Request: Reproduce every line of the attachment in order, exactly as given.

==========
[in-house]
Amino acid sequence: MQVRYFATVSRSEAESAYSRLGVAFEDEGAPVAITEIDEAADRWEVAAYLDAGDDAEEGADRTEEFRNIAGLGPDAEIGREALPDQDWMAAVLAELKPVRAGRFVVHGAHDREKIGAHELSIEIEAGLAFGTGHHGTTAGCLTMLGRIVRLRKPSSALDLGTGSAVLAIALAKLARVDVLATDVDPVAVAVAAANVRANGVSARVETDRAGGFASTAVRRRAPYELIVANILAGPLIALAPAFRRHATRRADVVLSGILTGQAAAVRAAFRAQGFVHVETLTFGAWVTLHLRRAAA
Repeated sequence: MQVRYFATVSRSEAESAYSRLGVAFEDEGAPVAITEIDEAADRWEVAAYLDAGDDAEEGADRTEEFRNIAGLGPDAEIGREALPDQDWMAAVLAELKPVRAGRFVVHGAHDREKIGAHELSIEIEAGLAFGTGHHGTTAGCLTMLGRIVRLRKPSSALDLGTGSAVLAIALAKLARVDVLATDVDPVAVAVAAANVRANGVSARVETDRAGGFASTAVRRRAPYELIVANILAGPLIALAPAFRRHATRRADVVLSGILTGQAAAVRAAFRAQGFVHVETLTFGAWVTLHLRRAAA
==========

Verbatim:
[in-house]
Amino acid sequence: MQVRYFATVSRSEAESAYSRLGVAFEDEGAPVAITEIDEAADRWEVAAYLDAGDDAEEGADRTEEFRNIAGLGPDAEIGREALPDQDWMAAVLAELKPVRAGRFVVHGAHDREKIGAHELSIEIEAGLAFGTGHHGTTAGCLTMLGRIVRLRKPSSALDLGTGSAVLAIALAKLARVDVLATDVDPVAVAVAAANVRANGVSARVETDRAGGFASTAVRRRAPYELIVANILAGPLIALAPAFRRHATRRADVVLSGILTGQAAAVRAAFRAQGFVHVETLTFGAWVTLHLRRAAA
Repeated sequence: MQVRYFATVSRSEAESAYSRLGVAFEDEGAPVAITEIDEAADRWEVAAYLDAGDDAEEGADRTEEFRNIAGLGPDAEIGREALPDQDWMAAVLAELKPVRAGRFVVHGAHDREKIGAHELSIEIEAGLAFGTGHHGTTAGCLTMLGRIVRLRKPSSALDLGTGSAVLAIALAKLARVDVLATDVDPVAVAVAAANVRANGVSARVETDRAGGFASTAVRRRAPYELIVANILAGPLIALAPAFRRHATRRADVVLSGILTGQAAAVRAAFRAQGFVHVETLTFGAWVTLHLRRAAA